As noted in other posts, the first Swedish settlement in North America was called Fort Christina after the young Queen of Sweden. It was located about 1 mile east of present day, downtown Wilmington, Delaware. As also noted in previous posts, the Swedes landed in Delaware Bay on March 29, 1638, on the Kalmar Nyckel and Fogel Grip under the command of Peter Minuit to establish New Sweden.
Because Peter Minuit had been very active with the Dutch colonies on the “North River” – present day Hudson River – he knew the terrain well. Based on this, he chose the site of Fort Christina because he considered it optimal for trade of beaver pelts with the local Lenape Indians. He also considered the site easily defensible, so he ordered construction of an earthwork fort in that location.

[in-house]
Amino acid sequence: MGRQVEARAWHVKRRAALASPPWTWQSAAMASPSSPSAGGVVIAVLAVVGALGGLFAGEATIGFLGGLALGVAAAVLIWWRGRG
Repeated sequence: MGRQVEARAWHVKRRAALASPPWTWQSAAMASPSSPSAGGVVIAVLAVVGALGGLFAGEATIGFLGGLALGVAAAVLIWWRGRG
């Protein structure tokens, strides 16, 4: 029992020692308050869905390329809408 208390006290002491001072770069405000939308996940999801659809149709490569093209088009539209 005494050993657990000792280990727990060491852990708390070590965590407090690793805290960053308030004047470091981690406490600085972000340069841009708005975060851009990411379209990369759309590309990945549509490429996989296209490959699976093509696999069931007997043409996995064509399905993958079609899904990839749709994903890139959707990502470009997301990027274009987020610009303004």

In 1640, Fort Christina’s earthworks were strengthened by Governor Peter Hollander Ridder to defend it against Dutch and Native American attacks. Subsequently, more Swedish colonists arrived to build homes and farms in the vicinity of the fort. But, the Swedes remained in constant friction with the Dutch. As noted in the Post about Fort Nassau, the Dutch moved it to present day New Castle and established Fort Casimir to menace the Swedish settlements. In 1654, the Swedes captured Fort Casimir. In 1655, it and Fort Christina were captured by the Dutch under Peter Stuyvesant, thus ending the “official” Swedish presence in North America.